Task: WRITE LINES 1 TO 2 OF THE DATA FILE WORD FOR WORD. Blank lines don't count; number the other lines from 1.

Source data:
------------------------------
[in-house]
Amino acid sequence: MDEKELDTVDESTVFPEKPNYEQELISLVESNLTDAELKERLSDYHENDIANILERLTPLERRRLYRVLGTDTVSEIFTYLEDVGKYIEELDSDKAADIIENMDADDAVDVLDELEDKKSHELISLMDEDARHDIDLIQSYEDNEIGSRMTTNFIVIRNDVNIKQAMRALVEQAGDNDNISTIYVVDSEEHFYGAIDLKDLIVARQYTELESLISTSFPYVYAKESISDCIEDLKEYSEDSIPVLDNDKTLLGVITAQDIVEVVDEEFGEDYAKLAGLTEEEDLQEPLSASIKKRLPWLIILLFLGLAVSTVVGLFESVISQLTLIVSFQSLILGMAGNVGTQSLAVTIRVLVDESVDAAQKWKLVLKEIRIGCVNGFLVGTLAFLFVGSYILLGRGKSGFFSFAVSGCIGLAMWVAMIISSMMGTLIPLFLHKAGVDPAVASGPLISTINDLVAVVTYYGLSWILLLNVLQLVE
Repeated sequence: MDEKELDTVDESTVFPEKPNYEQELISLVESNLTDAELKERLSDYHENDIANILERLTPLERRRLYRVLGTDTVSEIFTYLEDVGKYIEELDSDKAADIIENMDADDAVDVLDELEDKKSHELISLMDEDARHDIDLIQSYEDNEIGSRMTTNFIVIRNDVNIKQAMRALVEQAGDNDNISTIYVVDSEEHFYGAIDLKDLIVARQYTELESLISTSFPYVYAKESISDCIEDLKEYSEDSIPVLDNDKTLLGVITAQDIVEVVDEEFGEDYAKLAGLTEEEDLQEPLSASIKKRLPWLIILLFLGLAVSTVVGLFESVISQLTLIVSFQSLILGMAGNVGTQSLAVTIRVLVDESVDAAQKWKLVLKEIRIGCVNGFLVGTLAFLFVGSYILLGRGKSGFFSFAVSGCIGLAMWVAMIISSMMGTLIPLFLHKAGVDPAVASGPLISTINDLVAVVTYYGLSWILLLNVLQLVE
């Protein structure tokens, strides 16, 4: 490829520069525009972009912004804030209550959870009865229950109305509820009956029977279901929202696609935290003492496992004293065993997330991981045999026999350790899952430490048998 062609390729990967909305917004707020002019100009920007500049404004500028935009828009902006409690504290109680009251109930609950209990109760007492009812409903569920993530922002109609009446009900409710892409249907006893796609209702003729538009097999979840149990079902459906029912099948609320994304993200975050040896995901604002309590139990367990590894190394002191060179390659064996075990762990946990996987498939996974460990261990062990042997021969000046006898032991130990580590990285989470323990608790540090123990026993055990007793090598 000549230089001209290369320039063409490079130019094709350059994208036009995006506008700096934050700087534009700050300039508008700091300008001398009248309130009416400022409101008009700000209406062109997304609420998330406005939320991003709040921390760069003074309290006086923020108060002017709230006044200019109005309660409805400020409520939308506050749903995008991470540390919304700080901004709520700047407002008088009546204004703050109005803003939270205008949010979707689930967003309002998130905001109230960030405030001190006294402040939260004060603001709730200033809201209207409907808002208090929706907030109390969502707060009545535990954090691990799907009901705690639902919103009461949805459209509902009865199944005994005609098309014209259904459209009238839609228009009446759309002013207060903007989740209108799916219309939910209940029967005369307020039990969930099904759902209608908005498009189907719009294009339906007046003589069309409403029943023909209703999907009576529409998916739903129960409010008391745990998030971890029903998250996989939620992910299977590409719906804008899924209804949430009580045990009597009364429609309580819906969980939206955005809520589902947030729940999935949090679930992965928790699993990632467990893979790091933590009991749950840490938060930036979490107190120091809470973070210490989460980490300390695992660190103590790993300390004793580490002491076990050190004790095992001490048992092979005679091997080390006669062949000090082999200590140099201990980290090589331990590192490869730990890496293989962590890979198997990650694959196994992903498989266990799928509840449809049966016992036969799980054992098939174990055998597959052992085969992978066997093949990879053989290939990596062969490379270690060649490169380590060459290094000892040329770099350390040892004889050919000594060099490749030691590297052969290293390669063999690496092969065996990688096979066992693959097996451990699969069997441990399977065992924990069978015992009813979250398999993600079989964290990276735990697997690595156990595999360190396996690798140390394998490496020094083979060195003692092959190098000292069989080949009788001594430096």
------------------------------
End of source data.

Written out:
[in-house]
Amino acid sequence: MDEKELDTVDESTVFPEKPNYEQELISLVESNLTDAELKERLSDYHENDIANILERLTPLERRRLYRVLGTDTVSEIFTYLEDVGKYIEELDSDKAADIIENMDADDAVDVLDELEDKKSHELISLMDEDARHDIDLIQSYEDNEIGSRMTTNFIVIRNDVNIKQAMRALVEQAGDNDNISTIYVVDSEEHFYGAIDLKDLIVARQYTELESLISTSFPYVYAKESISDCIEDLKEYSEDSIPVLDNDKTLLGVITAQDIVEVVDEEFGEDYAKLAGLTEEEDLQEPLSASIKKRLPWLIILLFLGLAVSTVVGLFESVISQLTLIVSFQSLILGMAGNVGTQSLAVTIRVLVDESVDAAQKWKLVLKEIRIGCVNGFLVGTLAFLFVGSYILLGRGKSGFFSFAVSGCIGLAMWVAMIISSMMGTLIPLFLHKAGVDPAVASGPLISTINDLVAVVTYYGLSWILLLNVLQLVE